If the maps in question aren't in the Bible, then where are they? The issue isn't whether the term "Bible" can be defined as consisting only of what's considered Divinely inspired. The issue is whether it can also be defined as including the two covers and whatever is between them. The term can be defined in more than one way. Bibles often include maps, introductions, books, etc. that aren't considered scripture by the people who use those Bibles. People speak of chapter numbers in the Bible, for example, even though the chapter numbers weren't part of the original documents. People speak of "study Bibles", for example, even though the study material isn't considered Divinely inspired scripture. Surely you're aware of the fact that this sort of language is inconclusive.

    You write:

    "Furthermore he says that in the Orthodox Church they are called 'Deutero-canonical'.... Deutero-CANONICAL."

    Again, surely you're aware that the language you're citing can be interpreted either way. If there's a second canon, it doesn't therefore follow that the second canon has to be a canon of scripture. The term "canon" can be applied to scripture, but it's also applied to other writings. And Ware is addressing Eastern Orthodoxy in general. He first mentions the popular view that some Apocryphal books are scripture, then mentions that modern Eastern Orthodox scholars follow the opinion of Athanasius and Jerome. He's addressing a group of people, Eastern Orthodox, who hold differing views on the subject in question. He can use one term ("Deutero-Canonical Books") throughout without thereby intending to suggest that everybody mentioned considers the books scripture.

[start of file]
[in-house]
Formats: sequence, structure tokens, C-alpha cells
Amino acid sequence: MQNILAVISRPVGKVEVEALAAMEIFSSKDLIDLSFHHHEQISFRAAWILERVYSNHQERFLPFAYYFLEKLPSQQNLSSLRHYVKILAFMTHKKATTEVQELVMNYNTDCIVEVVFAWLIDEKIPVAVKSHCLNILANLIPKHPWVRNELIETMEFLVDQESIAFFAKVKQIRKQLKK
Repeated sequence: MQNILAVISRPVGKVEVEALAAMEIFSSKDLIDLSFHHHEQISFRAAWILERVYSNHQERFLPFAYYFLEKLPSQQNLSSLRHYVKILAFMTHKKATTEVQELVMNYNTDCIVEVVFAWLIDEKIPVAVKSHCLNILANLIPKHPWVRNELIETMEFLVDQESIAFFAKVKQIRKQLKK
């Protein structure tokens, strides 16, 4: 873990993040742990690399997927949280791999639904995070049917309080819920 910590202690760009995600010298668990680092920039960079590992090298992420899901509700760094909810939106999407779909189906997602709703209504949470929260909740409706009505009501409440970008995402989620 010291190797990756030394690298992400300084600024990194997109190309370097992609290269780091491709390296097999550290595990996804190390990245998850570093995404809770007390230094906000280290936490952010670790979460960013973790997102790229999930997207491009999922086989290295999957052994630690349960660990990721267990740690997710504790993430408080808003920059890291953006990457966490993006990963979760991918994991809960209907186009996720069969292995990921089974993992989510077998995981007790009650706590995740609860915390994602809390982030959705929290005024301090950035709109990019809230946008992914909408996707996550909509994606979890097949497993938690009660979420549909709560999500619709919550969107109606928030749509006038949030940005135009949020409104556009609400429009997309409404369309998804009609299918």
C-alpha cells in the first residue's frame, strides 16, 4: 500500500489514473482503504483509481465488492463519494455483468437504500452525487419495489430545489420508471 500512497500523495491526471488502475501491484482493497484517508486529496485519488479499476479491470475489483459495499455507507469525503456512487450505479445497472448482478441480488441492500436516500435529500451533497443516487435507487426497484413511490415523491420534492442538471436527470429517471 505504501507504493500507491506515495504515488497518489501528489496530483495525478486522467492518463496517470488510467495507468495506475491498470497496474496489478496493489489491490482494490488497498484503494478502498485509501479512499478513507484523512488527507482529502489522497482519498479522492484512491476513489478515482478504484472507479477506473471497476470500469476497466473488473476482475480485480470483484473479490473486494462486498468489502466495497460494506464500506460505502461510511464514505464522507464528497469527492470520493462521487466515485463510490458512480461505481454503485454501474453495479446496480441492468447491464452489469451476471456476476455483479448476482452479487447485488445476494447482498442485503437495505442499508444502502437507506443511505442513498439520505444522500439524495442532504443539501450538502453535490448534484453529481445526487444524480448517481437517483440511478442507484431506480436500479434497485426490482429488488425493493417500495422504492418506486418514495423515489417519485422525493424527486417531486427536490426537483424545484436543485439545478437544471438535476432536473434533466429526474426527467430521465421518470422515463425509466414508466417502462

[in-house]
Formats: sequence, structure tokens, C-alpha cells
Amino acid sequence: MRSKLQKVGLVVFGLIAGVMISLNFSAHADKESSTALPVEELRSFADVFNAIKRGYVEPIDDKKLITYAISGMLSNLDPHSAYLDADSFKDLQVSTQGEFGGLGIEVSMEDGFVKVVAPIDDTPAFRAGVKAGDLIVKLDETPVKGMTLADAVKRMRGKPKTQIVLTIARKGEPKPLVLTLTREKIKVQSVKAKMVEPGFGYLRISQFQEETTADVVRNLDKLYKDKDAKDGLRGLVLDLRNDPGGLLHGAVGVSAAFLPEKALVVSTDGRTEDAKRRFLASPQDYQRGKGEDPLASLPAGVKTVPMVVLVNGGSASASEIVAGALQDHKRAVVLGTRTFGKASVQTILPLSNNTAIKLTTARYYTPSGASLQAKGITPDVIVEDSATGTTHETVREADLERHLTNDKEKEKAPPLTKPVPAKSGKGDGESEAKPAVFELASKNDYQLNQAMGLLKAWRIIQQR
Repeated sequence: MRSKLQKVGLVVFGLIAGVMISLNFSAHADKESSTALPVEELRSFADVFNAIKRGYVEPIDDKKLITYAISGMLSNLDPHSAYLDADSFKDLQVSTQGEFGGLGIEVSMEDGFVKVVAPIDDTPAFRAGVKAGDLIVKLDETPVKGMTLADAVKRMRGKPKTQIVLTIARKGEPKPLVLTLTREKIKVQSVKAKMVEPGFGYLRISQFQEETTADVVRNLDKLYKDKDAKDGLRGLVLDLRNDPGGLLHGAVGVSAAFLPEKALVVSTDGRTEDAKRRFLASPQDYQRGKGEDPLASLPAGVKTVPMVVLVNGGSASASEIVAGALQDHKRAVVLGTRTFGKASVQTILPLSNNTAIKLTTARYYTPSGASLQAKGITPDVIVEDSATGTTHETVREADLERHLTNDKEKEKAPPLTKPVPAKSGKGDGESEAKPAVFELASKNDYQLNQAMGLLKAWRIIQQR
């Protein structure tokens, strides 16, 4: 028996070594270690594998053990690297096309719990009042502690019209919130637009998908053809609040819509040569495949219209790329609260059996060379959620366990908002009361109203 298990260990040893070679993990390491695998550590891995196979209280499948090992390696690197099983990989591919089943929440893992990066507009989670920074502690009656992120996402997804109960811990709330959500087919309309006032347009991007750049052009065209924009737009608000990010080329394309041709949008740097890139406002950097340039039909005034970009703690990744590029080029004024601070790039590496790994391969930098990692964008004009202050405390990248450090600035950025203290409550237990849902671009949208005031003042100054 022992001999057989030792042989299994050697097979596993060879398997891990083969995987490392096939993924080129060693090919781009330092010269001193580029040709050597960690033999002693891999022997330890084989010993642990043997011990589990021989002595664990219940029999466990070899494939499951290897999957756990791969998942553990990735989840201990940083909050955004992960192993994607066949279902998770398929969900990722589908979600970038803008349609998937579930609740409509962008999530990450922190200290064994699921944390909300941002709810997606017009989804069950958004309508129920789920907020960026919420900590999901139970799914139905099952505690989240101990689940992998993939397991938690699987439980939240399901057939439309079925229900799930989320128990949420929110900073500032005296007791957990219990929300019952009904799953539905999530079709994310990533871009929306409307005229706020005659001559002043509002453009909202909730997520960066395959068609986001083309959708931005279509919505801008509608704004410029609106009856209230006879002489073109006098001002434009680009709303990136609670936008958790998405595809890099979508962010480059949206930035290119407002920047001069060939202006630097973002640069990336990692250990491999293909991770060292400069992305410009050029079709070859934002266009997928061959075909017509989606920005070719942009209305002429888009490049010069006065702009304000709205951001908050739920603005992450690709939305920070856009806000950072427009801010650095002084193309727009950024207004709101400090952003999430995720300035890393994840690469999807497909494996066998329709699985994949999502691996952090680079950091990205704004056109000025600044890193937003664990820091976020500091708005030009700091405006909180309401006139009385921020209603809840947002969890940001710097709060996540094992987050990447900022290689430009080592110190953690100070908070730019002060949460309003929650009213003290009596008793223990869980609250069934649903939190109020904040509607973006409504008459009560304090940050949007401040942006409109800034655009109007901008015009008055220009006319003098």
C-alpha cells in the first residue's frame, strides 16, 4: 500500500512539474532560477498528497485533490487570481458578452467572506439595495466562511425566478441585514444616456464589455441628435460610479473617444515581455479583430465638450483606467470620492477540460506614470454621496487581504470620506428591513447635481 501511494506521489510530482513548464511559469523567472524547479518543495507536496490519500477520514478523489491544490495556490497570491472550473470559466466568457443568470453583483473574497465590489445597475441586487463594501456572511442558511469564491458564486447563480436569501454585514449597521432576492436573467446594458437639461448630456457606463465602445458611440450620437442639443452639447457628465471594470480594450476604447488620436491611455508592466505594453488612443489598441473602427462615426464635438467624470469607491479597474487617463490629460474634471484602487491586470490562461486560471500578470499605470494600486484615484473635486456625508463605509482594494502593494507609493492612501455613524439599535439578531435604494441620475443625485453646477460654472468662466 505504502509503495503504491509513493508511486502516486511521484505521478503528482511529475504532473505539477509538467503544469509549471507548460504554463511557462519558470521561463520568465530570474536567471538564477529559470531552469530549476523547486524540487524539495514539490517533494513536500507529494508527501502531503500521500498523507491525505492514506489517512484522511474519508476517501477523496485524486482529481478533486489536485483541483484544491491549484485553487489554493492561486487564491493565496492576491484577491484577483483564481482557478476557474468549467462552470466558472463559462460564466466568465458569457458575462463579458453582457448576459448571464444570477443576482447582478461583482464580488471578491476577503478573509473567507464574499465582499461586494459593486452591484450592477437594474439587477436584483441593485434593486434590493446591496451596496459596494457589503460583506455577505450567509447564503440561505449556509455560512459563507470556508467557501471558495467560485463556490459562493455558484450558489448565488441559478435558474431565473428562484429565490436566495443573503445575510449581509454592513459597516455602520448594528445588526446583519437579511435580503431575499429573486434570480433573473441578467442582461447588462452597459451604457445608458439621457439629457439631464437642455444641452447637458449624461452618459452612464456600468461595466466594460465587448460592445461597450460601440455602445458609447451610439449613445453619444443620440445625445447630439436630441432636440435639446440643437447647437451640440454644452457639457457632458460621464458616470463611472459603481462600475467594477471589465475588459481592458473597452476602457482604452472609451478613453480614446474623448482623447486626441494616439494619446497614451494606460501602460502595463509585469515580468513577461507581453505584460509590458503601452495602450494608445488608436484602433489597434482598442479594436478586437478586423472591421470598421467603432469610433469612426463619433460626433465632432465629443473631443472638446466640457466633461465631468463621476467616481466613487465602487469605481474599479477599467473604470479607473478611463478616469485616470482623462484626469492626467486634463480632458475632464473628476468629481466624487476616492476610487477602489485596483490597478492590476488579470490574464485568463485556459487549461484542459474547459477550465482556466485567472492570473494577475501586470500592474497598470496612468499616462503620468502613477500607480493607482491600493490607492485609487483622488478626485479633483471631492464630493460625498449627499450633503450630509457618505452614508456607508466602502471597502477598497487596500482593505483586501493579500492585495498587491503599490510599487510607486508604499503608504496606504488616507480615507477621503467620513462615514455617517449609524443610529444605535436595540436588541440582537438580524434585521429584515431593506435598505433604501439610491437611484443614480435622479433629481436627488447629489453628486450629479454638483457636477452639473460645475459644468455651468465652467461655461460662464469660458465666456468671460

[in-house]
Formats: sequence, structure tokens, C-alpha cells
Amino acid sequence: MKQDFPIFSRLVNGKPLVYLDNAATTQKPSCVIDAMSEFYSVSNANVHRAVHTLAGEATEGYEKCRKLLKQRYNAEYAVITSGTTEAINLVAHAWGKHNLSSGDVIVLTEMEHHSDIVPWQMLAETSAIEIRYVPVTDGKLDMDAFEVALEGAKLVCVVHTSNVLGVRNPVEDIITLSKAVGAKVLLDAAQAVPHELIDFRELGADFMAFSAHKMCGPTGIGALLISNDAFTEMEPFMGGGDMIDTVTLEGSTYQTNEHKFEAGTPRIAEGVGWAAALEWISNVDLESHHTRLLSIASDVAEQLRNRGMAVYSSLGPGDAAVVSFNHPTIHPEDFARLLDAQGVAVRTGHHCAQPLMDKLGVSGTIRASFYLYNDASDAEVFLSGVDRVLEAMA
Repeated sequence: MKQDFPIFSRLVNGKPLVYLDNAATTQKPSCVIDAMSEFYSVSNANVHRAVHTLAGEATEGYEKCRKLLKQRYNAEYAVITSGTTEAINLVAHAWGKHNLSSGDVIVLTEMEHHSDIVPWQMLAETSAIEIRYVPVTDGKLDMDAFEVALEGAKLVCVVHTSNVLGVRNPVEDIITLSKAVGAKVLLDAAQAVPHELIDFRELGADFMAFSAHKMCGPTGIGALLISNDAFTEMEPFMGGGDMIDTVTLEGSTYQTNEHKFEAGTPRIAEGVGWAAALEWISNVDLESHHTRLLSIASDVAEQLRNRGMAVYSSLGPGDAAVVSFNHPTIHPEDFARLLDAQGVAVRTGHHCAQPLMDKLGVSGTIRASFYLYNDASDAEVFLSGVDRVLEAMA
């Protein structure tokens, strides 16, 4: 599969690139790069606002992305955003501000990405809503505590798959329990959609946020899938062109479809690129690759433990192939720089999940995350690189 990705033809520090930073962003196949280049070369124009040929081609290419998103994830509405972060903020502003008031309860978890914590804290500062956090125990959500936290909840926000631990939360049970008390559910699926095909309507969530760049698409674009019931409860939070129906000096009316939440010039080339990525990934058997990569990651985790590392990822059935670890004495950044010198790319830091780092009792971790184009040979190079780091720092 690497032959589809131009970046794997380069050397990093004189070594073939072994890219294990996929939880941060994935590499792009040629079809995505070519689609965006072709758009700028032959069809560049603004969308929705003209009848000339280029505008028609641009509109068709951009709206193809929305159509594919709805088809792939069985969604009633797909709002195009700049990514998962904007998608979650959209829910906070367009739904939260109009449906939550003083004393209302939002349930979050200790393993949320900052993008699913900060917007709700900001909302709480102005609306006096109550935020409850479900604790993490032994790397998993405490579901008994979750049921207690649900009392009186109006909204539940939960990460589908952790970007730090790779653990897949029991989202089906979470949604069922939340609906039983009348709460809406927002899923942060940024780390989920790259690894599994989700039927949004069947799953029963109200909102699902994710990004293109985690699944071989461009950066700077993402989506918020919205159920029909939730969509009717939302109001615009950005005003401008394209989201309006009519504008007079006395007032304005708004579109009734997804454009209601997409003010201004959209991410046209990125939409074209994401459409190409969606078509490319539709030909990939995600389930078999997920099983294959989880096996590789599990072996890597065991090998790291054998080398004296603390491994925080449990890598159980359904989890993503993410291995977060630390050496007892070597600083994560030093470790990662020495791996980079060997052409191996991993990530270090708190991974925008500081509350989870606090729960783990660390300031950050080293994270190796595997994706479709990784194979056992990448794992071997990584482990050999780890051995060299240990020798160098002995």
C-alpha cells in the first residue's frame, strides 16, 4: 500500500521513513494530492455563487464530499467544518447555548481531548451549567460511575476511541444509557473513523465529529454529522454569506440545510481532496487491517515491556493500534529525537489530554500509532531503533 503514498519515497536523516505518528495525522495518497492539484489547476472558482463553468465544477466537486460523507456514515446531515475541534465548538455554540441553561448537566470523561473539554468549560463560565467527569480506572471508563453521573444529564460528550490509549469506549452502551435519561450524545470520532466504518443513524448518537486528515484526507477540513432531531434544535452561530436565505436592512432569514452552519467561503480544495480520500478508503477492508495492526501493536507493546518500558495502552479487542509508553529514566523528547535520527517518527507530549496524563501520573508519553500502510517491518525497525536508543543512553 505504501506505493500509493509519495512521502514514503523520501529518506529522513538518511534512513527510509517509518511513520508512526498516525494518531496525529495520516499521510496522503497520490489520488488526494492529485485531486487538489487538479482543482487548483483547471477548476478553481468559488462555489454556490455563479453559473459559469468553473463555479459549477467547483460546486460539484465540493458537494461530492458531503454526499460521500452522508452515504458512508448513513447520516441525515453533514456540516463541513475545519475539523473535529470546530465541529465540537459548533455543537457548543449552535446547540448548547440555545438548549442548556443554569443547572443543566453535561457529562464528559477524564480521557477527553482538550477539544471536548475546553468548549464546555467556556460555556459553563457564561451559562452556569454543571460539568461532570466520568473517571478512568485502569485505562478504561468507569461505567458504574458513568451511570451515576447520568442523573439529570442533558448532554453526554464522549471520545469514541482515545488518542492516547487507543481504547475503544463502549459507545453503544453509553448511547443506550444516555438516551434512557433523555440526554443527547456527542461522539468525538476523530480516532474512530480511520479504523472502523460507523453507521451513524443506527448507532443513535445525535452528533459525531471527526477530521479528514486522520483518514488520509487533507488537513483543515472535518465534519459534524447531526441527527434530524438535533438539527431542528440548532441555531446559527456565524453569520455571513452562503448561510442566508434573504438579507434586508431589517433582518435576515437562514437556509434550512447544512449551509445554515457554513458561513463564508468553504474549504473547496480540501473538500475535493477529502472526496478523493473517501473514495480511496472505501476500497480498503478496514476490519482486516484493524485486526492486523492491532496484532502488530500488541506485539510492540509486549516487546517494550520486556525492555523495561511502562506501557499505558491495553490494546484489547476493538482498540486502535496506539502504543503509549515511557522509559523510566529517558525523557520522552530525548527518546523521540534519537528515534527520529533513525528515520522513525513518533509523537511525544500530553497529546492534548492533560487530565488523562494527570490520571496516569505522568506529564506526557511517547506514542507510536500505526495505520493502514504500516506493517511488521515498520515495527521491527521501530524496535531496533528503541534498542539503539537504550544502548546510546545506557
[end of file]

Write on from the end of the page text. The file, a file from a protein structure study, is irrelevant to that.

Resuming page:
You write:

    "Actually, he is addressing the question of the differences between the Hebrew bible and the Septuagint, and how Orthodox understand that issue."

    The sentence in which Ware mentions Athanasius and Jerome begins with a reference to the synod of Jerusalem and its comments about how various Apocryphal books are "scripture". You're suggesting that the second part of the sentence changes the subject to how important Eastern Orthodox think some books of scripture are in comparison to others. Not only is such a reference to importance something you have to read into the text, since Ware says nothing about it explicitly, but it also requires that Ware was changing the subject in the middle of the sentence, that he thought that readers would want to know that some Orthodox think that a particular section of scripture is less important than another, that he only mentioned the differences in importance between two sections of scripture, and that he cited Athanasius and Jerome as illustrations in spite of the fact that neither Athanasius nor Jerome ever made the distinction in importance that you think Ware is addressing. As I said before, if Ware is concerned with telling his readers about the fact that some Eastern Orthodox view some portions of scripture as more important than others, then why would he say nothing of that issue when addressing the New Testament or with regard to differences in importance among other portions of the Old Testament (Genesis is more important than Esther, etc.)? Why would he just happen to discuss the issue of differing degrees of importance with regard to the Apocryphal books, and why would the more important books just happen to align with the Hebrew canon, and why would Ware make the misleading decision to choose two historical figures as illustrations (Athanasius and Jerome) who never made the distinction in importance that Ware supposedly is making, but instead are well known for distinguishing the Apocryphal books as non-scriptural?